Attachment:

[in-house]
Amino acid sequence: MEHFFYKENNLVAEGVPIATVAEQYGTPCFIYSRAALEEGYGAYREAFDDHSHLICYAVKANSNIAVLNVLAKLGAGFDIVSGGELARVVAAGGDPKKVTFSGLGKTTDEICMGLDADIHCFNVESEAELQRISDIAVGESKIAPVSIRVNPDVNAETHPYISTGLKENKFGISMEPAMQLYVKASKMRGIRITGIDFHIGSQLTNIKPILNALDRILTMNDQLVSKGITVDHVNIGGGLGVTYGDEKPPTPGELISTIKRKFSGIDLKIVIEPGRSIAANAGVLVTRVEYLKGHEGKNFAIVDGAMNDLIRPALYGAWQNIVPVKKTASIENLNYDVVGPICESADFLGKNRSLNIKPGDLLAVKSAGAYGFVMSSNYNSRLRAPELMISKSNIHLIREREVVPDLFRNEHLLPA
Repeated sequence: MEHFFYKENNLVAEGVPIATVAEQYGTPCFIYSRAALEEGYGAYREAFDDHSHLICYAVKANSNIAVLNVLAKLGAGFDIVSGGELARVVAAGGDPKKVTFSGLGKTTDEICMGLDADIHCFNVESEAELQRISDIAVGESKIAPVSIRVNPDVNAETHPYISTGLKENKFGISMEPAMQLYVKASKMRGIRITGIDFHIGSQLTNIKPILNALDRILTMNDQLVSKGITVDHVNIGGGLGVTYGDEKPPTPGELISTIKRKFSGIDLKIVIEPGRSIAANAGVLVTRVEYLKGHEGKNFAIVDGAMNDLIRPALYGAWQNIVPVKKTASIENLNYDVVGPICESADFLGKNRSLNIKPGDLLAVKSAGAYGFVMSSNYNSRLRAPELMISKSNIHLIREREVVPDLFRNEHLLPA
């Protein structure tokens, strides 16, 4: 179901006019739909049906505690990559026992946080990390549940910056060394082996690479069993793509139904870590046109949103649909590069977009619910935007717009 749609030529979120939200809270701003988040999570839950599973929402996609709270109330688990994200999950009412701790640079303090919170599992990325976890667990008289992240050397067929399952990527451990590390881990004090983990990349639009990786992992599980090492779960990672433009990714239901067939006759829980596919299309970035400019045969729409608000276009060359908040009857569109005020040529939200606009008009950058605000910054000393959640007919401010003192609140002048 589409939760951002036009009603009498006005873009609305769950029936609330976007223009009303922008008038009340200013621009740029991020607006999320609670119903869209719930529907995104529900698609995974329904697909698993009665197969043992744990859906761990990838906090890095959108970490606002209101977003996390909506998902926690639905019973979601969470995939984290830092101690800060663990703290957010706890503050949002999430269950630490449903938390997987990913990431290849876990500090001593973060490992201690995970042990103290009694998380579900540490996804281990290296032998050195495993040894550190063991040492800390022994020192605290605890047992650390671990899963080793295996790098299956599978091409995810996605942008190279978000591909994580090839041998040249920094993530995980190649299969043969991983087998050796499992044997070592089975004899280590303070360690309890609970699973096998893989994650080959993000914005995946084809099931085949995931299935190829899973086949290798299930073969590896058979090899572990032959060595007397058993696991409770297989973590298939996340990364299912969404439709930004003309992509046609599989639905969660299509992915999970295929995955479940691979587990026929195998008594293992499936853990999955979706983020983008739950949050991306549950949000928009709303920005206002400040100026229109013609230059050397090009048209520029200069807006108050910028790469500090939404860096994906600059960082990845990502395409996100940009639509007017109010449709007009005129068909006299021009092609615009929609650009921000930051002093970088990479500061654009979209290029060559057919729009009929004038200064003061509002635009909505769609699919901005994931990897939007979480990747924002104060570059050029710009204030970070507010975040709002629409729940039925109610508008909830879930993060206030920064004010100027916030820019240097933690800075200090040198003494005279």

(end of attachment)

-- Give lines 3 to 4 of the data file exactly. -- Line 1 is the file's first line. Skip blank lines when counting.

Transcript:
Repeated sequence: MEHFFYKENNLVAEGVPIATVAEQYGTPCFIYSRAALEEGYGAYREAFDDHSHLICYAVKANSNIAVLNVLAKLGAGFDIVSGGELARVVAAGGDPKKVTFSGLGKTTDEICMGLDADIHCFNVESEAELQRISDIAVGESKIAPVSIRVNPDVNAETHPYISTGLKENKFGISMEPAMQLYVKASKMRGIRITGIDFHIGSQLTNIKPILNALDRILTMNDQLVSKGITVDHVNIGGGLGVTYGDEKPPTPGELISTIKRKFSGIDLKIVIEPGRSIAANAGVLVTRVEYLKGHEGKNFAIVDGAMNDLIRPALYGAWQNIVPVKKTASIENLNYDVVGPICESADFLGKNRSLNIKPGDLLAVKSAGAYGFVMSSNYNSRLRAPELMISKSNIHLIREREVVPDLFRNEHLLPA
């Protein structure tokens, strides 16, 4: 179901006019739909049906505690990559026992946080990390549940910056060394082996690479069993793509139904870590046109949103649909590069977009619910935007717009 749609030529979120939200809270701003988040999570839950599973929402996609709270109330688990994200999950009412701790640079303090919170599992990325976890667990008289992240050397067929399952990527451990590390881990004090983990990349639009990786992992599980090492779960990672433009990714239901067939006759829980596919299309970035400019045969729409608000276009060359908040009857569109005020040529939200606009008009950058605000910054000393959640007919401010003192609140002048 589409939760951002036009009603009498006005873009609305769950029936609330976007223009009303922008008038009340200013621009740029991020607006999320609670119903869209719930529907995104529900698609995974329904697909698993009665197969043992744990859906761990990838906090890095959108970490606002209101977003996390909506998902926690639905019973979601969470995939984290830092101690800060663990703290957010706890503050949002999430269950630490449903938390997987990913990431290849876990500090001593973060490992201690995970042990103290009694998380579900540490996804281990290296032998050195495993040894550190063991040492800390022994020192605290605890047992650390671990899963080793295996790098299956599978091409995810996605942008190279978000591909994580090839041998040249920094993530995980190649299969043969991983087998050796499992044997070592089975004899280590303070360690309890609970699973096998893989994650080959993000914005995946084809099931085949995931299935190829899973086949290798299930073969590896058979090899572990032959060595007397058993696991409770297989973590298939996340990364299912969404439709930004003309992509046609599989639905969660299509992915999970295929995955479940691979587990026929195998008594293992499936853990999955979706983020983008739950949050991306549950949000928009709303920005206002400040100026229109013609230059050397090009048209520029200069807006108050910028790469500090939404860096994906600059960082990845990502395409996100940009639509007017109010449709007009005129068909006299021009092609615009929609650009921000930051002093970088990479500061654009979209290029060559057919729009009929004038200064003061509002635009909505769609699919901005994931990897939007979480990747924002104060570059050029710009204030970070507010975040709002629409729940039925109610508008909830879930993060206030920064004010100027916030820019240097933690800075200090040198003494005279």